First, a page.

It’s that time of year again. As we enter 2024, our annual exercise kicks in: examining the AR and VR events and lessons of the past year and predicting outcomes for the next year. The following pages will do just that… But first, what’s the high-level view of where we are in the XR lifecycle?
AR and VR – collectively known as spatial computing – continue to hold immense potential. Though they don’t represent the imminent tech revolution trumpeted in their circa-2017 hype cycle, they continue to show gradual progress. After a shakeout followed that hype cycle, AR and VR are now steadily growing at measured and realistic paces.
But the “spatial spectrum” deserves more nuanced analysis as there are varying growth curves across AR and VR subsectors, as well as their convergence in a new batch of passthrough-AR-based mixed reality devices. Spending categories seeing the most traction meanwhile include AR marketing & commerce, as well as consumer VR. Meta continues to advance the latter with massive investments and loss-leader pricing for Quest 2, not to mention the much-upgraded Quest 3 – its new VR flagship and a leading device within the new mixed reality class just noted.
Speaking of Meta, one thing that characterized 2023 was the rapid deterioration of metaverse mania. This fulfilled our prediction in last year’s version of this report that the hype bubble would burst in 2023. The thinking was that the technology is several years, or even decades, from materializing. So without any immediate gratification on the horizon, the herd-mentality-driven tech press and executive-penned Op/Eds will move on to other shiny objects.
That brings us to the big topic that defined 2023 inside and outside of the spatial computing realm: AI. With the rise of underlying AI technology from the likes of OpenAI, generative and conversational AI characterized the technological zeitgeist of the past year. But the big question is how it intersects with XR.
The knee-jerk reaction to AI’s rise is that it replaces the metaverse as a source of funding and attention. And that indeed may be true. However, it’s a mistake to lump AR and VR in with the metaverse’s replacement. Indeed, AI elevates XR in several ways.* For example, XR can be seen as the face of AI, while AI can be seen as the brains of XR. They go together.
This XR/AI convergence isn’t new, as seen in flavors and subsets of XR such as visual search and 3D navigation. However, it took on new forms and areas of applicability in 2023. For example, generative AI is being developed for 3D asset creation, thus automating and streamlining XR developer workflows.
On the user end, AI brings more meaning and personalization. For example, AI plays a key role in a use case that we’re particularly bullish on: captions for the real world. This involves line of sight intelligence that makes consumers empowered and situationally aware. It has become a defining principle and North Star for AR projects underway from Meta to Apple.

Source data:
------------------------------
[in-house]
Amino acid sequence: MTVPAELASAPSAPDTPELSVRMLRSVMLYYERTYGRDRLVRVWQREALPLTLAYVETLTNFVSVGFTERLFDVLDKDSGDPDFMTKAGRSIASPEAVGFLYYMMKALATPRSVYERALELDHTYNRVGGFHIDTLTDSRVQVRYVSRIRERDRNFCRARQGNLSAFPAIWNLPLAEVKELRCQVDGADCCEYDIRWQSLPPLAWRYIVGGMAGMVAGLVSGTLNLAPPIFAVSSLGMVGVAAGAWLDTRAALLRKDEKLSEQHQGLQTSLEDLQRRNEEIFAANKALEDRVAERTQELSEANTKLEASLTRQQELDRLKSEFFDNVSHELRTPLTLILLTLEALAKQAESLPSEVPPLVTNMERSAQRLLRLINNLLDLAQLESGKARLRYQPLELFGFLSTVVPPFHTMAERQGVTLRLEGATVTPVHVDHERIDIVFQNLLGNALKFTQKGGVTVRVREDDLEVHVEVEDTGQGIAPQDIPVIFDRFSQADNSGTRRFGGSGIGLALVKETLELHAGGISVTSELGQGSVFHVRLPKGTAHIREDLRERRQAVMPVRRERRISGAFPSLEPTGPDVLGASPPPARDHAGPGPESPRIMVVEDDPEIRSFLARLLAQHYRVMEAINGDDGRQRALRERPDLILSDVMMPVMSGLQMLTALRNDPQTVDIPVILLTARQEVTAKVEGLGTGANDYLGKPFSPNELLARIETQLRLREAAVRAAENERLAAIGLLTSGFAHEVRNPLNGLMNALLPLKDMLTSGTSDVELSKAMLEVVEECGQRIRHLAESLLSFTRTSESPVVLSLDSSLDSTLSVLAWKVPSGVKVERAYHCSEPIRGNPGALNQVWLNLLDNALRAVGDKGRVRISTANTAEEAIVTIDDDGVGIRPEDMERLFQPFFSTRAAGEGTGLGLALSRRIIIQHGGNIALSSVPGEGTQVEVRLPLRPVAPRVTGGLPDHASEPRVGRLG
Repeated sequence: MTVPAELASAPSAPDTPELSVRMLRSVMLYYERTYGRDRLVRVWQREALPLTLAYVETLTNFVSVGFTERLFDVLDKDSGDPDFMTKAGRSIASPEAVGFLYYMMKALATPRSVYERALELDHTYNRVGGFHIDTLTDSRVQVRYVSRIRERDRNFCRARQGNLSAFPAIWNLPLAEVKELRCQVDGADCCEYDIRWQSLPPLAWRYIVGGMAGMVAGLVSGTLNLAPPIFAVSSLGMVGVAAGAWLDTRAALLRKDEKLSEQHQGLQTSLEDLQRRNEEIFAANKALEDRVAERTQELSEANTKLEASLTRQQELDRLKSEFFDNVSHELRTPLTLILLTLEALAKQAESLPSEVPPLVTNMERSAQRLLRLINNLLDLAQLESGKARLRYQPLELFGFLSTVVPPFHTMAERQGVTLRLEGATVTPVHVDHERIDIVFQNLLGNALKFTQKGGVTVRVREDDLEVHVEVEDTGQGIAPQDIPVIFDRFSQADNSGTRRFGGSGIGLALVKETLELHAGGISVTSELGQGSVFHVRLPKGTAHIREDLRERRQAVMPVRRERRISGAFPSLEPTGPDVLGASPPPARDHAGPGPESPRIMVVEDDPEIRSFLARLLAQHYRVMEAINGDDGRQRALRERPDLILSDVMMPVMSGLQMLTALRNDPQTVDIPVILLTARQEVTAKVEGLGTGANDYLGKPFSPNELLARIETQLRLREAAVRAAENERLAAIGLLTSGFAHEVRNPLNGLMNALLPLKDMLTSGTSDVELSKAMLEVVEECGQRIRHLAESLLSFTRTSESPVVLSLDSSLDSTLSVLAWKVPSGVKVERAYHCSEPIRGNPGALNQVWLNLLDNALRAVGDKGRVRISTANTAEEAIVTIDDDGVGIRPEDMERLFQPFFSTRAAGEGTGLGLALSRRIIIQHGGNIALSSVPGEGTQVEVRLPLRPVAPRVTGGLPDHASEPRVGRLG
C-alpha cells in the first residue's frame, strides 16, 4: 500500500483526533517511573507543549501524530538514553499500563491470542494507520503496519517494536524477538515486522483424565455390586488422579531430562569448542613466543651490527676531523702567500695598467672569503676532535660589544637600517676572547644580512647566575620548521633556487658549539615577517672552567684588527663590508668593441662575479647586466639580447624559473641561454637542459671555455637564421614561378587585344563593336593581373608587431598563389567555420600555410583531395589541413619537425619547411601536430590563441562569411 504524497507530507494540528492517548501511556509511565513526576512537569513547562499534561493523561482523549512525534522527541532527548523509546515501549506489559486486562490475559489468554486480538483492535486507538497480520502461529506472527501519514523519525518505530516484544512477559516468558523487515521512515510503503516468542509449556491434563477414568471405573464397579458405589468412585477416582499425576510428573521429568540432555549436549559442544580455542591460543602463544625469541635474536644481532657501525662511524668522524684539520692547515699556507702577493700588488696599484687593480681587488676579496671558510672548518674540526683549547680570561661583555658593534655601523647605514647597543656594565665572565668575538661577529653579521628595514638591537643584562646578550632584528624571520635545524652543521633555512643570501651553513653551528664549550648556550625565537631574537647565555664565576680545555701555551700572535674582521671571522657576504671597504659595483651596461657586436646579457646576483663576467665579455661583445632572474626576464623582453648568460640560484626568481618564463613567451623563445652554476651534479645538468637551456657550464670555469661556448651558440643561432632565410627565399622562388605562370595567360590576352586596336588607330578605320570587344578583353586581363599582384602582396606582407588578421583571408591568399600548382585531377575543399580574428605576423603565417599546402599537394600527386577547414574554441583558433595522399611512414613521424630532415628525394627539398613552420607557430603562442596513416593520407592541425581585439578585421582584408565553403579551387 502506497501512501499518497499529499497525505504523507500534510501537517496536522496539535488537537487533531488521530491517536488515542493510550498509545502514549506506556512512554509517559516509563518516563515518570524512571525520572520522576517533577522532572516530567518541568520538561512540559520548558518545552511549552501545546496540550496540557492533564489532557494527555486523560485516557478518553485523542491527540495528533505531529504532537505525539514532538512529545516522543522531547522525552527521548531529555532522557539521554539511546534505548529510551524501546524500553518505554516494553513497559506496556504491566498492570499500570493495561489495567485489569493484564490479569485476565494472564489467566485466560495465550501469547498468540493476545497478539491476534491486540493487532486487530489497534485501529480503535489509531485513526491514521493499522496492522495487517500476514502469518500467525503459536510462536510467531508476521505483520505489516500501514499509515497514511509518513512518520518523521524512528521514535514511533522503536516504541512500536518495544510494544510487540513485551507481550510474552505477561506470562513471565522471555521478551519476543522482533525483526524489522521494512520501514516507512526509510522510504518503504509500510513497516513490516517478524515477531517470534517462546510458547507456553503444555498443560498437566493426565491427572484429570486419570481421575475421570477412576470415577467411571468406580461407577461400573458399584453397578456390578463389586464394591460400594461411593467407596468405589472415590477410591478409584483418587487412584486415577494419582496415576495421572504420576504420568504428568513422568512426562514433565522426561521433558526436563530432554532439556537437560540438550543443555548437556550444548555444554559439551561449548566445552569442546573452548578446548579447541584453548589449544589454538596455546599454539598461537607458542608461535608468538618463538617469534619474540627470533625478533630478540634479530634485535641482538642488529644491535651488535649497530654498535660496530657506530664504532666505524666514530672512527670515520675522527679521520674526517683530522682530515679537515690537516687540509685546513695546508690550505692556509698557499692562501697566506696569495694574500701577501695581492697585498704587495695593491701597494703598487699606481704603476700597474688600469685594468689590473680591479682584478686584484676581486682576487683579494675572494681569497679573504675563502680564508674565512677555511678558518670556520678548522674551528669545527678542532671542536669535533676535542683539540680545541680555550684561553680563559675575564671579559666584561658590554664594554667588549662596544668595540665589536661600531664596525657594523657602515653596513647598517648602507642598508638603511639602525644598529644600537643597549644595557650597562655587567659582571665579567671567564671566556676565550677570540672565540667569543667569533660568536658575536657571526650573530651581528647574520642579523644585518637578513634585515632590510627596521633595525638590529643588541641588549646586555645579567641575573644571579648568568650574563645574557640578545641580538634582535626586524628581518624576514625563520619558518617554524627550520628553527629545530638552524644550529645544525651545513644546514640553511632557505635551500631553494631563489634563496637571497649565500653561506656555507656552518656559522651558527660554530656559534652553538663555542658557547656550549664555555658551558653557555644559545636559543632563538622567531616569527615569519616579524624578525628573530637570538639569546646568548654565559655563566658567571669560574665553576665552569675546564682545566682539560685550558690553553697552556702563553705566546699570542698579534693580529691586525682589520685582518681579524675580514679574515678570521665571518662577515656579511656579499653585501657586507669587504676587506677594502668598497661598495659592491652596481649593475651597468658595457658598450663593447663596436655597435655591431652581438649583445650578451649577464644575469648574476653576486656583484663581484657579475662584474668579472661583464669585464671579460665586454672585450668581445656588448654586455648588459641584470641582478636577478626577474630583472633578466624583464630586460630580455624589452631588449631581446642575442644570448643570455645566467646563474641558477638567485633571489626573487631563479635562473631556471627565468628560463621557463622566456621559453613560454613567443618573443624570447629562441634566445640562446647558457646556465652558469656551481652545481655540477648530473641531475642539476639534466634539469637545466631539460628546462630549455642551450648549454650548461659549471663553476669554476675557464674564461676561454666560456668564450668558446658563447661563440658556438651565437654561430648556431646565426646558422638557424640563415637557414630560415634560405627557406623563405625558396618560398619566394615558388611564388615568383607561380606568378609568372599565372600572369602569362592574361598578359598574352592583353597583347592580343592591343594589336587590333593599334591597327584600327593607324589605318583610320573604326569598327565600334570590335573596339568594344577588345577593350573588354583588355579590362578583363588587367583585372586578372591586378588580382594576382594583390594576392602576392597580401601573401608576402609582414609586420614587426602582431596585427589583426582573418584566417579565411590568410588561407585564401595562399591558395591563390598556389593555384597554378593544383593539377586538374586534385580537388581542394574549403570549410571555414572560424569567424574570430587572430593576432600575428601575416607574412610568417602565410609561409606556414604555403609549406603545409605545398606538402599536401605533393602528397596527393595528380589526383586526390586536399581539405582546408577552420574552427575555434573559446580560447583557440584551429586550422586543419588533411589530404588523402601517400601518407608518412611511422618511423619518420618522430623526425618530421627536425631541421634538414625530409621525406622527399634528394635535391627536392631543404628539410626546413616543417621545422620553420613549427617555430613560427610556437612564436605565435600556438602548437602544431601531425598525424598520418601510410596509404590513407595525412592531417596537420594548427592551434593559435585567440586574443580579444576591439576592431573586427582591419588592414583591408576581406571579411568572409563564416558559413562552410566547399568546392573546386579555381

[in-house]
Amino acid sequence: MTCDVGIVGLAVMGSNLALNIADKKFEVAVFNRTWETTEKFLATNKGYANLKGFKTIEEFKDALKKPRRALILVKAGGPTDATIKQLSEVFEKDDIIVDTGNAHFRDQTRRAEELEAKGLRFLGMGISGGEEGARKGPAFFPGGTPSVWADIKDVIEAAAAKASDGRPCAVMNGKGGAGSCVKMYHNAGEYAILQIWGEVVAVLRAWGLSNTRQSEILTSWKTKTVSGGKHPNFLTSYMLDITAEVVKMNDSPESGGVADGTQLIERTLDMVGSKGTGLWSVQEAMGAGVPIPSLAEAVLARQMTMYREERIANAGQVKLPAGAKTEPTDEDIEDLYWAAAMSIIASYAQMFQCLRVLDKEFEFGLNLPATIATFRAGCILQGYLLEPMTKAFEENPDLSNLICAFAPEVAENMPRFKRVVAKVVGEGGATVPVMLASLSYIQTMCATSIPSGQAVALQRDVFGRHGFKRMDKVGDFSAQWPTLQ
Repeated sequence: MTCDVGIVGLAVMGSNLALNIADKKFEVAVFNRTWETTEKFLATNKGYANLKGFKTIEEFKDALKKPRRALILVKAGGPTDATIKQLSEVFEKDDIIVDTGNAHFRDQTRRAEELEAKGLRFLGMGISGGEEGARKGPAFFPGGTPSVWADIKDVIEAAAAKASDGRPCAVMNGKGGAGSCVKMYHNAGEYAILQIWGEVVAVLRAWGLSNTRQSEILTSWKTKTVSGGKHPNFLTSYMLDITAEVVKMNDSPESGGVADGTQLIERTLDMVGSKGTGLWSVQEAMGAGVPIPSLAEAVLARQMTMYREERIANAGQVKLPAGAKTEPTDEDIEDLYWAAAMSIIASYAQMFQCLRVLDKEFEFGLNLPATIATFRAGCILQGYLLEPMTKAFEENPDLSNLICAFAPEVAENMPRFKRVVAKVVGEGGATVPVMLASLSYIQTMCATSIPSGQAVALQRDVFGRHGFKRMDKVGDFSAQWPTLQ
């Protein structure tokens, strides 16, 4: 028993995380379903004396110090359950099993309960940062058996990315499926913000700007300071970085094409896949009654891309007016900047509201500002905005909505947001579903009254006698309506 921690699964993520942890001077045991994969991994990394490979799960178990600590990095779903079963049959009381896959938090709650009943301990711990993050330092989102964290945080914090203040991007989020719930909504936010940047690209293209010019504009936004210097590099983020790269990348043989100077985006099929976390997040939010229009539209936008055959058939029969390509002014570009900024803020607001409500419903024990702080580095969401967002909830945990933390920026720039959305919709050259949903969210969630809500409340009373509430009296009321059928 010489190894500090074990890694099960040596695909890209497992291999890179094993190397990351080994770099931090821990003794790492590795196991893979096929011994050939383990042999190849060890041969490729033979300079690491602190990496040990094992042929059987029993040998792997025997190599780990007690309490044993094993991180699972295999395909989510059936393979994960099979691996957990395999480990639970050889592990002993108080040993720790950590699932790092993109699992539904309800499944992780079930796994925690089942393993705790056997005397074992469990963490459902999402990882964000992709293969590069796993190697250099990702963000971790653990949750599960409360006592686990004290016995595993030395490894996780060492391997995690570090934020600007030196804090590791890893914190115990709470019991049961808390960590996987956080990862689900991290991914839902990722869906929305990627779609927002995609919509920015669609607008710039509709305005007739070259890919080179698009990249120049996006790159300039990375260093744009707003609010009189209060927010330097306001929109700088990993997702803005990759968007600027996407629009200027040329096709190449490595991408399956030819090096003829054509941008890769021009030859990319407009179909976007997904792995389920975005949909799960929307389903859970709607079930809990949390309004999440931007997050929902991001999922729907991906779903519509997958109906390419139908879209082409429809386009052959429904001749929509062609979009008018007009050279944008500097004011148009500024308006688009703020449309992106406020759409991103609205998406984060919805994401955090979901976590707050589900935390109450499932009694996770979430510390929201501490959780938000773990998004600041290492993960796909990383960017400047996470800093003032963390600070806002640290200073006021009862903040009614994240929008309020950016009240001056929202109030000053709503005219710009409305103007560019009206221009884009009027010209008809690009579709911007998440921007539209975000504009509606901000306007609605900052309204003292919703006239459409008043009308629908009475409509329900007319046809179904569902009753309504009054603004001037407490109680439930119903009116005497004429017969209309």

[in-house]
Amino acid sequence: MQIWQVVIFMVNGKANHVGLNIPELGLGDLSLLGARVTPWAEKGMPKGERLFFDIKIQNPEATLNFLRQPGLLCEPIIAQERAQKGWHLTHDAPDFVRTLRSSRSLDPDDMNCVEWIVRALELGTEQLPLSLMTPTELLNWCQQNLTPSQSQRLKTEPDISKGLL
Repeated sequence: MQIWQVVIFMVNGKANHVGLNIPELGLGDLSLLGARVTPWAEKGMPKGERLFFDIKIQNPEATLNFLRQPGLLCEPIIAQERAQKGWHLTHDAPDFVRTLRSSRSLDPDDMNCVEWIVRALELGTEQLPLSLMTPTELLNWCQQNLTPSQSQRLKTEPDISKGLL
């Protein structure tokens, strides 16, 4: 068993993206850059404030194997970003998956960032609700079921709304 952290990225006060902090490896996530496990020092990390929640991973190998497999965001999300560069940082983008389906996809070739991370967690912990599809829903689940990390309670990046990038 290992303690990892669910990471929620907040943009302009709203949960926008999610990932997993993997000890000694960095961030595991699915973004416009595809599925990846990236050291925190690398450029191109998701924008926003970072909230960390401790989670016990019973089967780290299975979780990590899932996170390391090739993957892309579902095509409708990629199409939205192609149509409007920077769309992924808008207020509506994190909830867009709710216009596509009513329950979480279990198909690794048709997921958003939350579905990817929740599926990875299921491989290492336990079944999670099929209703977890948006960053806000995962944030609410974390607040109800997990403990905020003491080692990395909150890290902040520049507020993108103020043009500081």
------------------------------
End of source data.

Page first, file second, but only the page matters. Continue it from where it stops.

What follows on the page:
But the story doesn’t end there. The XR world is broad and contains several moving parts, many of which evolved in 2023 and are now primed for 2024. For example, what will be the impact of Apple Vision Pro? How are smart glasses evolving? And how is mixed reality becoming a new standard in VR? We’ll tackle such questions throughout this report.
This report highlights ARtillery Intelligence viewpoints, gathered from its daily in-depth market coverage. To support narratives, data are cited throughout the report. These include ARtillery Intelligence’s original data, as well as that of third parties. Sources are linked or attributed in each case.
For market sizing and forecasting, ARtillery Intelligence follows disciplined best practices, developed and reinforced through its principles’ 18 years in tech-sector research and intelligence. This includes the past 8 years covering AR & VR exclusively, as seen in research reports and daily reporting.
This approach primarily applies a bottom-up forecasting analysis, secondarily vetted against a top-down analysis. Together, confidence is achieved through triangulating figures in a disciplined way. More about our methodology can be seen here, and market-sizing credentials can be seen here.
Unless specified in its stock ownership disclosures, ARtillery Intelligence has no financial stake in the companies mentioned in its reports. The production of this report likewise wasn’t commissioned. With all market sizing, ARtillery Intelligence remains independent of players and practitioners in the sectors it covers, thus mitigating bias in industry revenue calculations and projections. ARtillery Intelligence’s disclosures, stock ownership, and ethics policy can be seen in full here.
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